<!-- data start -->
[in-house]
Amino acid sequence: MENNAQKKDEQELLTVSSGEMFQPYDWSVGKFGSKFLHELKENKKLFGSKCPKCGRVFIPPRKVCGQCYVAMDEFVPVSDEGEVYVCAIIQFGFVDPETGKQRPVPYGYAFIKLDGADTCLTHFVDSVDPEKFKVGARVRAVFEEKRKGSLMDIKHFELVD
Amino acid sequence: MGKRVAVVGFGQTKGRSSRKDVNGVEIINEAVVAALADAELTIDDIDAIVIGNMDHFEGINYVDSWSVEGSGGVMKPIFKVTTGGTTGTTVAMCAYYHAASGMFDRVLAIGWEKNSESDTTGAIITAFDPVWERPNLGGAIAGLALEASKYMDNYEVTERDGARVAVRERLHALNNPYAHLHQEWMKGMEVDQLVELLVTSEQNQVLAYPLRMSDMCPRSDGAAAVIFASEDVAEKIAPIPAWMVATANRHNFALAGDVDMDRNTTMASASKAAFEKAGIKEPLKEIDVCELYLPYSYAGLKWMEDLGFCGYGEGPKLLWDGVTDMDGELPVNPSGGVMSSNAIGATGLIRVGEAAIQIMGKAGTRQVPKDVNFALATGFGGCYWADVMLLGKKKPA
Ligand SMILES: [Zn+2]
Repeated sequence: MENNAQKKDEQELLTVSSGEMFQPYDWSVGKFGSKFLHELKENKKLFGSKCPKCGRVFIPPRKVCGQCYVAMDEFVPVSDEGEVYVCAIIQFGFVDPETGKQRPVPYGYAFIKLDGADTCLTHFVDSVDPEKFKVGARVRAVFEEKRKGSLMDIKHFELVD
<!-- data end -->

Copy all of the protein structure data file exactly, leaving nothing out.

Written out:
[in-house]
Amino acid sequence: MENNAQKKDEQELLTVSSGEMFQPYDWSVGKFGSKFLHELKENKKLFGSKCPKCGRVFIPPRKVCGQCYVAMDEFVPVSDEGEVYVCAIIQFGFVDPETGKQRPVPYGYAFIKLDGADTCLTHFVDSVDPEKFKVGARVRAVFEEKRKGSLMDIKHFELVD
Amino acid sequence: MGKRVAVVGFGQTKGRSSRKDVNGVEIINEAVVAALADAELTIDDIDAIVIGNMDHFEGINYVDSWSVEGSGGVMKPIFKVTTGGTTGTTVAMCAYYHAASGMFDRVLAIGWEKNSESDTTGAIITAFDPVWERPNLGGAIAGLALEASKYMDNYEVTERDGARVAVRERLHALNNPYAHLHQEWMKGMEVDQLVELLVTSEQNQVLAYPLRMSDMCPRSDGAAAVIFASEDVAEKIAPIPAWMVATANRHNFALAGDVDMDRNTTMASASKAAFEKAGIKEPLKEIDVCELYLPYSYAGLKWMEDLGFCGYGEGPKLLWDGVTDMDGELPVNPSGGVMSSNAIGATGLIRVGEAAIQIMGKAGTRQVPKDVNFALATGFGGCYWADVMLLGKKKPA
Ligand SMILES: [Zn+2]
Repeated sequence: MENNAQKKDEQELLTVSSGEMFQPYDWSVGKFGSKFLHELKENKKLFGSKCPKCGRVFIPPRKVCGQCYVAMDEFVPVSDEGEVYVCAIIQFGFVDPETGKQRPVPYGYAFIKLDGADTCLTHFVDSVDPEKFKVGARVRAVFEEKRKGSLMDIKHFELVD